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Format: Kindle Edition
This is summer 2012, and I just finished this book. I took it randomly from the shelf where it had its place in the section Miscellaneous. It was first published in 1990 and I probably bought my copy a year or two later. I must have read it, too, because the only books I own but have not read from page one to the end are dictionaries and encyclopaedias. However, I cannot recall the author's name nor a single line of the text. I read about a fellow called Spenser who, it seems, was a kind of private detective and had to keep fending off a nymphomaniac actress. I settled down, resignedly, for two or three more hours of unamusing reading when Spenser had to call another man for assistance. His name was Hawk, and suddenly I saw in my mind a very impressive black fellow, and Spenser also had a (much more friendly) face. And I remembered the title of a TV series Spenser for Hire of which I must have seen at least one episode.
I became more intrigued and, following Spenser on an errand into the countryside, found myself transported to sceneries reminding me of Raymond Chandler. The further the story went, the more I was caught not by the somewhat stereotype plot but by the vivid language. My reading hours had been much more pleasant than expected.
Of course, I became intrigued aid looked up the author. He had died only in 2010, had been very popular and – surprise! – had not only written a sequel to Raymond Chandler's The Big Sleep (which I shall try to find) but also published a novel together with that great master. On my shelf, Robert B. Parker will now find a place not far from Chandler, Dashiel Hammet and Josephine Tey.
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Format: Hardcover
What might burn to what purification and perfection, within the ashes of impoverished beginnings ...

Again, a Spenser novel kept my focus away from the snow-packed, icy curves of a Rocky Mountain corridor over the Continental Divide on Colorado State highway 50, edging the high, steep cliffs over Monarch Pass. If any feat would recommend the ability of a novel to hold a reader captive, that should.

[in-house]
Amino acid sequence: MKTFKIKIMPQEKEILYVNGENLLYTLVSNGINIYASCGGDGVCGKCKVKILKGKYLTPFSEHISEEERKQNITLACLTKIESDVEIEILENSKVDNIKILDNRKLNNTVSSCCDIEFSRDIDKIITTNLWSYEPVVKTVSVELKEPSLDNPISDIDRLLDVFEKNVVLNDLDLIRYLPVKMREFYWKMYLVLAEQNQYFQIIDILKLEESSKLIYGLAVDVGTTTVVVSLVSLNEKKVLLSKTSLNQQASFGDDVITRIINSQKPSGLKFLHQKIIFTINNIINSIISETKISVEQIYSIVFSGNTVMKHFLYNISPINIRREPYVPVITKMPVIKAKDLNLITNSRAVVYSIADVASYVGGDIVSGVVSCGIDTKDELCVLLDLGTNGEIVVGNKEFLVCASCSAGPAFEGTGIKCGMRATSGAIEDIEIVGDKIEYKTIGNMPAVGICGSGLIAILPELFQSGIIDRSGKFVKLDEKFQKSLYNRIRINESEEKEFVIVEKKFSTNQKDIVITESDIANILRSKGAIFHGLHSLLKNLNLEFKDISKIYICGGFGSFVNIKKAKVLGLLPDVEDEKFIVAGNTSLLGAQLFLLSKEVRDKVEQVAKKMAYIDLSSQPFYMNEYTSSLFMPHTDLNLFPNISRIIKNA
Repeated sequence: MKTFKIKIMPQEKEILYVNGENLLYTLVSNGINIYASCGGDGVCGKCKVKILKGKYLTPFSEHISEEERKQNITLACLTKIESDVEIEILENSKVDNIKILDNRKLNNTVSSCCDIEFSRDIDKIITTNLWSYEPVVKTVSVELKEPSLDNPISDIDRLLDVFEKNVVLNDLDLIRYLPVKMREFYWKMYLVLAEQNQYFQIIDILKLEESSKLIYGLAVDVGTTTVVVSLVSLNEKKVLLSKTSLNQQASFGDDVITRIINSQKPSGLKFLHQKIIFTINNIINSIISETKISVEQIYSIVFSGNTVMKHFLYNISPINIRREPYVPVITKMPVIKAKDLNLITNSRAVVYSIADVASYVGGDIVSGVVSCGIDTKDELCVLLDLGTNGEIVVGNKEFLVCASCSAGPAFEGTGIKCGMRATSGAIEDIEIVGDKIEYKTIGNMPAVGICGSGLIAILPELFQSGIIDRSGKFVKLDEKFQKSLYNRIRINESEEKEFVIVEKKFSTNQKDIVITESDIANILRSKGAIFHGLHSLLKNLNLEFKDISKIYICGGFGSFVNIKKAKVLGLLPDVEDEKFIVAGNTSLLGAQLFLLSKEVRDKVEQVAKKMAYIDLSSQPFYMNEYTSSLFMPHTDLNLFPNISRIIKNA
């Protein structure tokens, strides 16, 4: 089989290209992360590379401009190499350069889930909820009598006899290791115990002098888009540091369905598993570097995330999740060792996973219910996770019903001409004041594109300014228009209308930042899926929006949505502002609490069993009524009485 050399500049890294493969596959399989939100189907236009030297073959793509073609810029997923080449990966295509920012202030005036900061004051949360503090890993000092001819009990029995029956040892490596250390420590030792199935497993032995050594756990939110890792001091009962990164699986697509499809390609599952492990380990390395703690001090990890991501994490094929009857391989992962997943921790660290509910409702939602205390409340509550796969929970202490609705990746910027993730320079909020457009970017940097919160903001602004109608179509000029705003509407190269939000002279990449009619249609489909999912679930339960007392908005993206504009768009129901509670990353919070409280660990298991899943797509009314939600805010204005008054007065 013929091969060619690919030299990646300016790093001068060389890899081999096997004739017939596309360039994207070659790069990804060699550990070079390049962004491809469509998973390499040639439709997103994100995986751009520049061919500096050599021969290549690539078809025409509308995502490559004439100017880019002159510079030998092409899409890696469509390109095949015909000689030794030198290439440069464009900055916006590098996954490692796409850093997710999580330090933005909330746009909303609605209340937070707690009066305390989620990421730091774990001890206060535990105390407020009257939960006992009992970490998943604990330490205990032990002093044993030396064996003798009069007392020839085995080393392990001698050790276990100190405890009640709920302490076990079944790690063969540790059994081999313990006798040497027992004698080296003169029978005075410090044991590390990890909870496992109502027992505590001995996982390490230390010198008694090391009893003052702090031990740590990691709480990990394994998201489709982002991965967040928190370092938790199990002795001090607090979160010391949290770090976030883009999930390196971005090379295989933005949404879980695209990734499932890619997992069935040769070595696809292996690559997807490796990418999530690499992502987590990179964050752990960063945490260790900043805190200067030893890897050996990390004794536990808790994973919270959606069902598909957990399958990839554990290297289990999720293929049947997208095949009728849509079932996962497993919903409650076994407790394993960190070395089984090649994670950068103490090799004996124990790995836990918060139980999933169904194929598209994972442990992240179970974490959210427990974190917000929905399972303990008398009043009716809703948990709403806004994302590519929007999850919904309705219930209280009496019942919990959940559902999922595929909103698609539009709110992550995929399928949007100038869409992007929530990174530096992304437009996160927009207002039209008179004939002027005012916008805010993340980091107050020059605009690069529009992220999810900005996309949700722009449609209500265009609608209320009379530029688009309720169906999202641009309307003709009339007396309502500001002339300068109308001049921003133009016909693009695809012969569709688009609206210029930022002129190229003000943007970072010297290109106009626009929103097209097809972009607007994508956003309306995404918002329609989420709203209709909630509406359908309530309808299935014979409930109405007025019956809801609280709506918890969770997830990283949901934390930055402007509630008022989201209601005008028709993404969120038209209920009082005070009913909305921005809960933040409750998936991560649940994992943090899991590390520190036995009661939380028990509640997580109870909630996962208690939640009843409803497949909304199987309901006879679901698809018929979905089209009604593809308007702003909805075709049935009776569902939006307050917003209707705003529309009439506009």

The fascination in this # 17 in the series seemed to pivot around a flickering disgust Vs appeal of the Star of the plot, Jill Joyce, as those dark/bright flashes played through Jill's evolving relationships with Spenser, Susan, and residual characters, who mostly viewed "Jillie" as a "high-octane pain in the ..." (quoting one the book's descriptive terms of her). Parker worked an amazing double-sided realism into the plot, contrasting Jill's spoiled, impatient, sour personality; to her youthful vulnerabilities, her having not one true friend, and her carrying the weight of the job title's specific and actual demands. With drunk, druggie, an nympho added to the liabilities in this Star's aura, the scales slipped south, and provided Spenser with a challenge he couldn't refuse. I may have left out a couple descriptive terms of the down side of Jill Joyce's personality, but guessing what they might be would be a snap.

STARDUST is a classic character study, and an excellent example of fine writing, especially given Parker's vivid, delightfully sardonic descriptions of various settings, descriptions based on weather conditions and wealth divergence, contrasting Boston and surrounding areas with the San Diego and LA extended environments.